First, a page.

The Advances of Slate Craftsmanship in the 1920s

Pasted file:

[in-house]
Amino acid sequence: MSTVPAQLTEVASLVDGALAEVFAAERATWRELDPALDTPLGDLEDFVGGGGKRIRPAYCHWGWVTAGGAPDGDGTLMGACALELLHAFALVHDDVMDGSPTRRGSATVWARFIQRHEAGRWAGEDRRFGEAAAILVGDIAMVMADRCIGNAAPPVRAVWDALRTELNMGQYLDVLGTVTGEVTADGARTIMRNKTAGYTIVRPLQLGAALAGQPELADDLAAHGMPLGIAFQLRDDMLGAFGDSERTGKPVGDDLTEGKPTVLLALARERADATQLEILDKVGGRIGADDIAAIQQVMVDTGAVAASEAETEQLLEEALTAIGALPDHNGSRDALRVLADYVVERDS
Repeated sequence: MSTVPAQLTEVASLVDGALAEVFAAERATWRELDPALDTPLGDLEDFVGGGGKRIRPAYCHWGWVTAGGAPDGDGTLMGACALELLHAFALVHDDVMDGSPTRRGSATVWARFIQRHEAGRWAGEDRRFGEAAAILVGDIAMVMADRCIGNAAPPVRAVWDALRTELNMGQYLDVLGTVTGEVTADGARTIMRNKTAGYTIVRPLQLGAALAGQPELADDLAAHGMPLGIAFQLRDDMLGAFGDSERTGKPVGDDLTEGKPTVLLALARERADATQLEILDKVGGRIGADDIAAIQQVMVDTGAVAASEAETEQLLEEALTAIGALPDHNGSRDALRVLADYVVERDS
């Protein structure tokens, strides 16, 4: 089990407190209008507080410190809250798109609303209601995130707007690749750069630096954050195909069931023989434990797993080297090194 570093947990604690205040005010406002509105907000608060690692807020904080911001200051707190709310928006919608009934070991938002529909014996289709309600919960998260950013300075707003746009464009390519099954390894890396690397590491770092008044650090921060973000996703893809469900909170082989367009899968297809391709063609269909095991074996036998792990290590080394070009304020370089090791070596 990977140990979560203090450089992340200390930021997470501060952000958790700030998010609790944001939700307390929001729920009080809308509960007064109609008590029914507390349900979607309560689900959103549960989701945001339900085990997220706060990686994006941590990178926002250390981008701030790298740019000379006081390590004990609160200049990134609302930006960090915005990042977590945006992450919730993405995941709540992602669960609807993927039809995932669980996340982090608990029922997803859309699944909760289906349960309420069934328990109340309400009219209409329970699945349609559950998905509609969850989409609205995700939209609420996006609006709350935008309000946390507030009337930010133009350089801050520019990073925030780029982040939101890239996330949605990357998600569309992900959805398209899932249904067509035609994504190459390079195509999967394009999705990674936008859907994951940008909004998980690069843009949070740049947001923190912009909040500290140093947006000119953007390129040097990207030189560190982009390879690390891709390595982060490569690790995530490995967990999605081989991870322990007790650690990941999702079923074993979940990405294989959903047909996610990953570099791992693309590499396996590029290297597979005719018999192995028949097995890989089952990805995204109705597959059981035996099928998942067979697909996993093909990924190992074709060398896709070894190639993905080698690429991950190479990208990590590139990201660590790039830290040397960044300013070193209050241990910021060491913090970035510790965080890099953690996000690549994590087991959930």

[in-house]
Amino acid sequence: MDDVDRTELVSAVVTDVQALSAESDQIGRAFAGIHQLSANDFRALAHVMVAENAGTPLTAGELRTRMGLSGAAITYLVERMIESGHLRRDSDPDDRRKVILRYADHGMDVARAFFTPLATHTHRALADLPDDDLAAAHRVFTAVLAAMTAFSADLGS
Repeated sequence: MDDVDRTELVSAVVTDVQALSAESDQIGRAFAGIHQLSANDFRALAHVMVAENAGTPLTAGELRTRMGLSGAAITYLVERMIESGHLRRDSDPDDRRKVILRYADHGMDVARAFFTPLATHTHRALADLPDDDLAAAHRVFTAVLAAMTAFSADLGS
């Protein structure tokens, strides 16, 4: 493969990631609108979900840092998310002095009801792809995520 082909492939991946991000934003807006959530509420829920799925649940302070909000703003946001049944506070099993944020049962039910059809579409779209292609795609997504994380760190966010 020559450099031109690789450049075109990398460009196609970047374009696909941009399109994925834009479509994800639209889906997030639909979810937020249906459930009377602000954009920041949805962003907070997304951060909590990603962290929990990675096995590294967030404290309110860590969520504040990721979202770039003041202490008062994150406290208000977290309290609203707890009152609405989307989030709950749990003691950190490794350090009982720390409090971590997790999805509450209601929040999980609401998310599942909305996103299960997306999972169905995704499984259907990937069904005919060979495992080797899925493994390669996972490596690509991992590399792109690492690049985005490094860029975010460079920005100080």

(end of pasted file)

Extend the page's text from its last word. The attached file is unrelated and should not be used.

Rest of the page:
Achieving an antique roofing appearance in the 1920s also produced a degree of roofing services slate craftsmanship unrivalled in other eras, for old slate roofs implied no evident use of metal flashing. When slate replaced, or actually covered, metal for hips and ridges, it had to be cut to specific angles and applied in various ways to create mitered, Boston or fantail hips, and saddle or comb ridges. In this period, it was also less acceptable (even if wiser) to have valley metal showing with the result that valleys were closed with slate and sometimes for additional effect, rounded. If finishing hips, ridges and valleys in slate produced some of the most beautiful slate roofs in Canada, it also created the most expensive. The high cost of slate compared to new synthetic roofing materials ultimately reduced demand and even the luxury trade could not sustain economic volumes of production. The depression of the thirties effectively ended slate as a common roofing material. With texture as the desired effect, the decorative trends in 20th-century slate roofing ranged from the use of heavy slates about two inches thick, graduated coursing employing slates of diminishing lengths, thicknesses and widths from the eaves to the ridge, colour packages and roughly finished slates imitating stone. Small slates and a monogram or single-colour roof, particularly green, were favored in the first decade but thereafter larger and heavier slates with variegated colour effects became popular. The 1920s highlighted slate roofing craftsmanship not only through its more complicated graduated slopes, but also in its charming slate hips and valleys which, in special projects, replaced the almost universal copper and galvanized iron flashing’s of the previous century.

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